She says if people can afford to smoke, they can afford to be off the street.

"If I see them smoking, that is another reason I would never give them any money – on principle."

Her husband agrees.

"If they can afford to smoke, they can buy a pie."

Further down Chadwick Rd, I walk past some people soaking up the winter sun outside the post shop. The cherry blossom trees around them are bare.

Others are in line at eftpos machines, are walking past talking on their phones, or are sitting in cars waiting. I can hear children playing outside at Greerton Village School. It is lunchtime.

There's a man sitting on a bench reading and security guards walk ahead of me in high-vis yellow jackets.

And then, there's Cleo again.

"See, I'm walking around now," she says to me, before greeting another passerby. "Hello, dear."

I carry on and wander into a shop on Chadwick Rd and meet one of its owners.

She says they have been there nearly two and a half years and she hopes the proposed ban will go through.

"It does affect our business when they're sitting outside."

The woman says she knows that a lot of the beggars are not homeless.

She believes some of the beggars are collecting money to feed drug or alcohol habits.

She says from what she can see, the proposed ban is the only thing that can be done right now.

"Because the police can't do anything at the moment."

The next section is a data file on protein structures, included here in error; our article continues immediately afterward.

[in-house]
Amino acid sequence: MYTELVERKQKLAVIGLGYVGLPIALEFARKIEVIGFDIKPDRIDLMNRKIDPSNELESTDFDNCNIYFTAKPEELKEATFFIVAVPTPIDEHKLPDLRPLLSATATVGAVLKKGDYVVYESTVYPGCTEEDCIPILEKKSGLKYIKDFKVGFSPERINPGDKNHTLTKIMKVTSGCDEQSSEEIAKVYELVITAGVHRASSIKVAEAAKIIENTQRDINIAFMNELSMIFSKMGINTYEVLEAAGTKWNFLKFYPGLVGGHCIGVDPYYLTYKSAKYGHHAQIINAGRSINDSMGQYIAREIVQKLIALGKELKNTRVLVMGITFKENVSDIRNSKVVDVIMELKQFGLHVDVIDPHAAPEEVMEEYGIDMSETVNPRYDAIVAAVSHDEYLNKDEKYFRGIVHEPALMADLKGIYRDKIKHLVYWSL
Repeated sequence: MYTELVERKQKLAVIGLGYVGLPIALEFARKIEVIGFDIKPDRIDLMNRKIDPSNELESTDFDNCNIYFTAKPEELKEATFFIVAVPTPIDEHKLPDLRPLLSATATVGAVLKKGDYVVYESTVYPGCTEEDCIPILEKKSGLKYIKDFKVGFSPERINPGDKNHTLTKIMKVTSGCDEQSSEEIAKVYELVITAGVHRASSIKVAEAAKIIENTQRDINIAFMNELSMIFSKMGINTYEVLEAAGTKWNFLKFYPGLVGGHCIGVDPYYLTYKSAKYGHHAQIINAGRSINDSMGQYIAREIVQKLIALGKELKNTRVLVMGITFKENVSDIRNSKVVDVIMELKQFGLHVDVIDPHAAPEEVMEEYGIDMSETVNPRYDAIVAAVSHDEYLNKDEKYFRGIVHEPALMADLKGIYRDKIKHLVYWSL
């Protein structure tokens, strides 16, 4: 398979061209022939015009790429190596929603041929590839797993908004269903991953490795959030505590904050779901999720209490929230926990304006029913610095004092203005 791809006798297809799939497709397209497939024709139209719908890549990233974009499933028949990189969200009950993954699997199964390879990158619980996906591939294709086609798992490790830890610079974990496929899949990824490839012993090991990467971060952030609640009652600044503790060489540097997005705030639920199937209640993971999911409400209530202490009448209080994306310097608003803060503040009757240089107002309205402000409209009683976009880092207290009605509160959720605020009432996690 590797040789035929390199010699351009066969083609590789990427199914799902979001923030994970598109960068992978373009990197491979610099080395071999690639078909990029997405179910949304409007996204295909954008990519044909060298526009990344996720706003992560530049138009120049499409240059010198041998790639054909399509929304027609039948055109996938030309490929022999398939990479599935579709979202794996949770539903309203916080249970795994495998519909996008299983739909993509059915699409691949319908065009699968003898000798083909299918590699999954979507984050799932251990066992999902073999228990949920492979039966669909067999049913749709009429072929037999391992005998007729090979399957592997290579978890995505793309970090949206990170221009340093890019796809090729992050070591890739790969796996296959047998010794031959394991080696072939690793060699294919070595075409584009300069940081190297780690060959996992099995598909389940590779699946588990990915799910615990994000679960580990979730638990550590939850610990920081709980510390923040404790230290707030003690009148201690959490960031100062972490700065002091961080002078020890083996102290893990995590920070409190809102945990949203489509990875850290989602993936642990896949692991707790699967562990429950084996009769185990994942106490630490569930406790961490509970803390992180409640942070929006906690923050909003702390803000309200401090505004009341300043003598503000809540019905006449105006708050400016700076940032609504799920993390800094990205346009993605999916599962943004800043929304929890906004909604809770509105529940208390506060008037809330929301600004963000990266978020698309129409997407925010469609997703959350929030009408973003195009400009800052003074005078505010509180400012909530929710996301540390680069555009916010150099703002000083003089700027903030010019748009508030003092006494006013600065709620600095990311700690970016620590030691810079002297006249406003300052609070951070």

The shop owner says her husband has invited online critics down to the store on a Friday afternoon so they can see what goes on.

"There are a lot of people up in arms against the bylaw; those people aren't experiencing what we have to every day."

I ask her, like I did Belinda, if she thinks this could affect genuine homeless people as well.

"I believe there's a lot of help for those genuine ones and if they want to make the right decisions and take that road, then there are plenty of services out there for them."

Mike Prince says he has been homeless and living on the street with his two teenage sons for more than a year. Photo / Scott Yeoman
Mike Prince says he has been homeless and living on the street with his two teenage sons for more than a year. Photo / Scott Yeoman

Heading back up towards Cameron Rd, I see Cleo a third time.

"Boo," she says with a laugh. She places a hand on my arm as I pass.

The man on the bench is still reading his book in the sun.

Back near Greerton Hall on Cameron Rd, I speak to Mike Prince, who says he has been homeless and living on the street with his two teenage sons for more than a year.

The 51-year-old says the proposed ban is "not too good".

"It's going to cause a lot of trouble I think, more than anything else. People still need places to sleep, eh, and it's the only places that are dry. That's all they're looking for."

Mike says the people the council actually need to go after are "the aggressive beggars".

"They're the ones that go and ask. There's a lot out there that just use cardboard boxes and signs, and they don't ask, they don't get into trouble. It's up to the person to give it to them."

There are a lot of problems involving those aggressive beggars in Greerton, Mike says, and the trouble started when they were pushed out of town.

He says the Greerton community is lovely, generous and good-hearted.

Mike thinks the hīkoi on Monday is a good thing and he expects a large turnout.

"It's going to let the people out there know who's out there. There are more than rough sleepers – people living in cars and that; I'd say they'll be there too."